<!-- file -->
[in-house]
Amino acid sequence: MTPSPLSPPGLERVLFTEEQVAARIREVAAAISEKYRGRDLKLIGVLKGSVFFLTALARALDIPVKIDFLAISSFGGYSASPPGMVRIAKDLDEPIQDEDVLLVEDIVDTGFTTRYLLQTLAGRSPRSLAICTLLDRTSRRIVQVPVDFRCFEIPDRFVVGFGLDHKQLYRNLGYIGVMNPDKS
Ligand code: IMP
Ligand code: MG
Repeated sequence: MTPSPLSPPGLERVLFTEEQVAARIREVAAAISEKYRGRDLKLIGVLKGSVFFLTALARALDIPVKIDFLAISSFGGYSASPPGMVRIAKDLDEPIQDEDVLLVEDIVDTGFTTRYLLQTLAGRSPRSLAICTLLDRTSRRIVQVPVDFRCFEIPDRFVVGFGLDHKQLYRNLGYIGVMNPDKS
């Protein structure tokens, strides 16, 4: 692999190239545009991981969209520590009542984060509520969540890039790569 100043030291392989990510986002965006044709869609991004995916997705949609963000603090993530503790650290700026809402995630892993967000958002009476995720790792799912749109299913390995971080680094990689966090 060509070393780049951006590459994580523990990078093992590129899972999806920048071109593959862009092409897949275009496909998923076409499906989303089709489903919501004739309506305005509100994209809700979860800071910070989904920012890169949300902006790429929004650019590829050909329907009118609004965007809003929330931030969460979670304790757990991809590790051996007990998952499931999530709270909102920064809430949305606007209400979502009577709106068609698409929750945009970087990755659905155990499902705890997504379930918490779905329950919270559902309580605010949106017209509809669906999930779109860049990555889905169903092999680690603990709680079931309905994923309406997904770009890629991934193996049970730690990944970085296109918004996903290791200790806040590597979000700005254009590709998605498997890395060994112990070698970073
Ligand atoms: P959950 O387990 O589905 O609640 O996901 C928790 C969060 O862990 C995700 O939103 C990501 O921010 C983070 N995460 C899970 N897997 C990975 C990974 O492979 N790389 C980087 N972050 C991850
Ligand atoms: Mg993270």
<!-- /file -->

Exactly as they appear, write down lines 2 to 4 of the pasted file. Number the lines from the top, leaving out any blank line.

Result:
Amino acid sequence: MTPSPLSPPGLERVLFTEEQVAARIREVAAAISEKYRGRDLKLIGVLKGSVFFLTALARALDIPVKIDFLAISSFGGYSASPPGMVRIAKDLDEPIQDEDVLLVEDIVDTGFTTRYLLQTLAGRSPRSLAICTLLDRTSRRIVQVPVDFRCFEIPDRFVVGFGLDHKQLYRNLGYIGVMNPDKS
Ligand code: IMP
Ligand code: MG